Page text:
Craig Brooks, M. Sc. Biology, 2009

Regulation of NF-κB and p53 in the liver and skeletal muscle of the freeze tolerant wood frog, Rana sylvatica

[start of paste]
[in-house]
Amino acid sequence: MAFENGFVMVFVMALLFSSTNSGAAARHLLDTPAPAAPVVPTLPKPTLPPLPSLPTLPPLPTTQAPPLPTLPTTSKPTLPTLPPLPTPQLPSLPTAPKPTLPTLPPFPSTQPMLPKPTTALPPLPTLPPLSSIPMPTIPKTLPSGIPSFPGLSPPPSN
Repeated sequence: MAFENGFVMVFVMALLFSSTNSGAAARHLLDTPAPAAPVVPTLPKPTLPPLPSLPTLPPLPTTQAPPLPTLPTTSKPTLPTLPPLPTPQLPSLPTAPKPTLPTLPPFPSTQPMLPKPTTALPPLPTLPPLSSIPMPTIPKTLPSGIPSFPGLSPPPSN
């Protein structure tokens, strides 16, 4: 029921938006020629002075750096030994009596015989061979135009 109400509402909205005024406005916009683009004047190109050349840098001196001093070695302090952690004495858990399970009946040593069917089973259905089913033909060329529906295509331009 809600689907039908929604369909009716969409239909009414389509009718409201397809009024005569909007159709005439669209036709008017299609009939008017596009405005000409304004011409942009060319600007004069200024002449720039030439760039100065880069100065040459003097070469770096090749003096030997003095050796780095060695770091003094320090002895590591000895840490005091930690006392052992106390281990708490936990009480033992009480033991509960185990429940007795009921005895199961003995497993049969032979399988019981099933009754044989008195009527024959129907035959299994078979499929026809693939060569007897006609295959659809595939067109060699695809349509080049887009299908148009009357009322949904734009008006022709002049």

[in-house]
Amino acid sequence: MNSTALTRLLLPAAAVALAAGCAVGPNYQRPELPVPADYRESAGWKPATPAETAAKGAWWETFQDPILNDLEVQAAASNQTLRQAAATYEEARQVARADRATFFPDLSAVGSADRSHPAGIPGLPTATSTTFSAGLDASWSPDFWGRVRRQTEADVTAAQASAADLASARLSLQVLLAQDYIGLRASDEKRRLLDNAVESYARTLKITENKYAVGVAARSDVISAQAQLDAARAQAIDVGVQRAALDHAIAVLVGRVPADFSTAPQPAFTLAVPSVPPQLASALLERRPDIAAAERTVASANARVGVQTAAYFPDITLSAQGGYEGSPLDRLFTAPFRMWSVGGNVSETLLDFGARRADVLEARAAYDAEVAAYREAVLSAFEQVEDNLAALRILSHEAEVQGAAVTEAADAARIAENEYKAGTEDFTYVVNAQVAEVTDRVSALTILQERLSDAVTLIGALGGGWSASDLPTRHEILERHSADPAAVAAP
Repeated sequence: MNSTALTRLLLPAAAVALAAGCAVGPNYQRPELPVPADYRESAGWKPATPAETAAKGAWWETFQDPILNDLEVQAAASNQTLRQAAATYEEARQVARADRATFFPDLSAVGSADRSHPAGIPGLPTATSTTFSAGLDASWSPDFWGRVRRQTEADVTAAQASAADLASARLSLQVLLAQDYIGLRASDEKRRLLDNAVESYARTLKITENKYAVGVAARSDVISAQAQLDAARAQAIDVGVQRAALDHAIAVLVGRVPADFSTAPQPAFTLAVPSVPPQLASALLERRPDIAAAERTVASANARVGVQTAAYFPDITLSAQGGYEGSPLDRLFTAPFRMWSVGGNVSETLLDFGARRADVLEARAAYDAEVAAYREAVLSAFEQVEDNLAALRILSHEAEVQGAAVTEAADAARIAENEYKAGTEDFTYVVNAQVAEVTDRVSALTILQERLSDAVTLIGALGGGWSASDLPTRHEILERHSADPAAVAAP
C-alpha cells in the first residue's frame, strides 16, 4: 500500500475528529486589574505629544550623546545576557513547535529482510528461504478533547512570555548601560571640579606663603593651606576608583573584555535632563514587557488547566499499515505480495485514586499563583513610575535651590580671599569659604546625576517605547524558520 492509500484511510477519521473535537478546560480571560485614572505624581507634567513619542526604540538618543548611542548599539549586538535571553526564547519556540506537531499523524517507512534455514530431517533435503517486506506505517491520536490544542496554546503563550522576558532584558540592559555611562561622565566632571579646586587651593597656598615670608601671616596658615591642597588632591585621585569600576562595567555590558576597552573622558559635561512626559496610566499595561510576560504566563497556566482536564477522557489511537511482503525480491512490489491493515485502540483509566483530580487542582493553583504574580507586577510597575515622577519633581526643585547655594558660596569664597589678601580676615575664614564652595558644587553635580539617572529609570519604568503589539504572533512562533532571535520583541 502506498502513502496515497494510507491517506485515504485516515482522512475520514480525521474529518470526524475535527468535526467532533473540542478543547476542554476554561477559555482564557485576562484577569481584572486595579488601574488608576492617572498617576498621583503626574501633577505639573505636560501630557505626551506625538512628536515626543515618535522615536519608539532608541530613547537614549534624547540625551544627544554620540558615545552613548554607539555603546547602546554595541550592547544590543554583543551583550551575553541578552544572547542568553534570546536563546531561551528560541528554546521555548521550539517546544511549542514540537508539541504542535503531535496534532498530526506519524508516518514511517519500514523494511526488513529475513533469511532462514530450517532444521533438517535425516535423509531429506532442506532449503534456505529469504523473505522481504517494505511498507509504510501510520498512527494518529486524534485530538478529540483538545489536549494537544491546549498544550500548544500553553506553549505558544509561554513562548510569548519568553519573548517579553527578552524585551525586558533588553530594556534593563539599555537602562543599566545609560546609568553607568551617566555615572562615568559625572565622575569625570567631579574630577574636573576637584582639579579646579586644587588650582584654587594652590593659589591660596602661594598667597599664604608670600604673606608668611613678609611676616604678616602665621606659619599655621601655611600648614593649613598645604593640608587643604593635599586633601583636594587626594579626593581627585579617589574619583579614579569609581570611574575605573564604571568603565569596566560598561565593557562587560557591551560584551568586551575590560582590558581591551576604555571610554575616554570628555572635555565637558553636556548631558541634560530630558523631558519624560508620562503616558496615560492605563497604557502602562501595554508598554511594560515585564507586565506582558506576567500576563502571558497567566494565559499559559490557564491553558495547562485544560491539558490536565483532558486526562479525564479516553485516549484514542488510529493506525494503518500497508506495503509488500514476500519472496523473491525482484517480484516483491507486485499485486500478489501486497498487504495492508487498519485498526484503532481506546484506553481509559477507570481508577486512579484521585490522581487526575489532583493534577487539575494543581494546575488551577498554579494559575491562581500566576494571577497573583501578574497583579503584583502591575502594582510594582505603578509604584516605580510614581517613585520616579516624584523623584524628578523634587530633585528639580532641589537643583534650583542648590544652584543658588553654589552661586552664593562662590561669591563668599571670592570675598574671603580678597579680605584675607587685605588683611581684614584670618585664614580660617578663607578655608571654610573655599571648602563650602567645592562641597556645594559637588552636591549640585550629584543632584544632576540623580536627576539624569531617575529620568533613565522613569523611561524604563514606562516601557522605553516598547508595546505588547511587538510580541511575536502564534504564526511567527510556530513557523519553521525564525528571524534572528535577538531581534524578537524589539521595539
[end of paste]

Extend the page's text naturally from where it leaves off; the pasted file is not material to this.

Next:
The wood frog, Rana sylvatica, is the primary model animal used for studying vertebrate freeze tolerance.  During Canadian winters, wood frogs can endure the freezing of about 70% of their total body water and then thaw and resume life in the spring.  Frogs have multiple ways to protect themselves against potential freezing injuries including adaptive changes to intermediary metabolism and gene expression.  One way that wood frogs deal with freezing stress is via upregulation of several freeze-responsive genes.  Previous studies provided excellent presumptive evidence for the involvement of the NF-κB and p53 transcription factors in freeze tolerance.  The studies in this thesis used Western blotting to quantify levels of NF-κB subunits p50 and p65, its inhibitor, p-IκB, and downstream targets (ferritin heavy chain, manganese superoxide dismutase) as well as protein levels of p53, post-translationally modified p53, and some p53 downstream genes in the muscle and liver of control versus frozen wood frogs. Nuclear distributions of NF-κB and p53 were also assessed. RT-PCR was used to quantify transcript levels of select targets of NF-κB and p53.  Significant increases in the expression levels of NF-κBand its downstream targets as well as in levels of p53, post-translationally modified p53, and its downstream targets were observed during freezing.  These findings suggest the activation of NF-κB antioxidant defenses in the wood frog during freezing in anticipation of reperfusion during thawing and the activation of p53 in the wood frog which would lead to cell cycle arrest in the frozen state.